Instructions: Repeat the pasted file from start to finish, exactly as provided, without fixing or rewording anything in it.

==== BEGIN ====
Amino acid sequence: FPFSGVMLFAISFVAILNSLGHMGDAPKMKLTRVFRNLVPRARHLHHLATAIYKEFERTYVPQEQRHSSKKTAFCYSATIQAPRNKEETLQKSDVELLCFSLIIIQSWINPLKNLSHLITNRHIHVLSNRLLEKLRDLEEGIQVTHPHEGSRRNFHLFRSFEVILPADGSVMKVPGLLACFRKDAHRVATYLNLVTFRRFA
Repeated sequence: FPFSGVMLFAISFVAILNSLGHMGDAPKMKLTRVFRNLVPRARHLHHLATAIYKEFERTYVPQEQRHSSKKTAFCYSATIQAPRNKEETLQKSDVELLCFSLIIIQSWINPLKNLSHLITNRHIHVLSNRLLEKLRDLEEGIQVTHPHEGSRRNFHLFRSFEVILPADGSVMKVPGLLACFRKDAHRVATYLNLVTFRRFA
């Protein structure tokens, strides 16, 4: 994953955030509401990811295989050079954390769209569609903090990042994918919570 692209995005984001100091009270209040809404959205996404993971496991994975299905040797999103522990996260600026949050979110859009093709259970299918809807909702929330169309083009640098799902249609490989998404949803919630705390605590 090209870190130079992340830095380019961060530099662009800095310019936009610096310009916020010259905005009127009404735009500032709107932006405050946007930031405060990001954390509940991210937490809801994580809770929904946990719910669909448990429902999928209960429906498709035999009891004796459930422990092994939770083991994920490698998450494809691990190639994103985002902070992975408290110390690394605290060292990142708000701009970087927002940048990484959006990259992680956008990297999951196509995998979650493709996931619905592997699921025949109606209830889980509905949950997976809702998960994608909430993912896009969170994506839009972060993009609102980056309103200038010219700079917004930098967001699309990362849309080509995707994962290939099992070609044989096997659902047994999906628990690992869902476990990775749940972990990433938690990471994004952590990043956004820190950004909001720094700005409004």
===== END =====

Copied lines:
Amino acid sequence: FPFSGVMLFAISFVAILNSLGHMGDAPKMKLTRVFRNLVPRARHLHHLATAIYKEFERTYVPQEQRHSSKKTAFCYSATIQAPRNKEETLQKSDVELLCFSLIIIQSWINPLKNLSHLITNRHIHVLSNRLLEKLRDLEEGIQVTHPHEGSRRNFHLFRSFEVILPADGSVMKVPGLLACFRKDAHRVATYLNLVTFRRFA
Repeated sequence: FPFSGVMLFAISFVAILNSLGHMGDAPKMKLTRVFRNLVPRARHLHHLATAIYKEFERTYVPQEQRHSSKKTAFCYSATIQAPRNKEETLQKSDVELLCFSLIIIQSWINPLKNLSHLITNRHIHVLSNRLLEKLRDLEEGIQVTHPHEGSRRNFHLFRSFEVILPADGSVMKVPGLLACFRKDAHRVATYLNLVTFRRFA
């Protein structure tokens, strides 16, 4: 994953955030509401990811295989050079954390769209569609903090990042994918919570 692209995005984001100091009270209040809404959205996404993971496991994975299905040797999103522990996260600026949050979110859009093709259970299918809807909702929330169309083009640098799902249609490989998404949803919630705390605590 090209870190130079992340830095380019961060530099662009800095310019936009610096310009916020010259905005009127009404735009500032709107932006405050946007930031405060990001954390509940991210937490809801994580809770929904946990719910669909448990429902999928209960429906498709035999009891004796459930422990092994939770083991994920490698998450494809691990190639994103985002902070992975408290110390690394605290060292990142708000701009970087927002940048990484959006990259992680956008990297999951196509995998979650493709996931619905592997699921025949109606209830889980509905949950997976809702998960994608909430993912896009969170994506839009972060993009609102980056309103200038010219700079917004930098967001699309990362849309080509995707994962290939099992070609044989096997659902047994999906628990690992869902476990990775749940972990990433938690990471994004952590990043956004820190950004909001720094700005409004």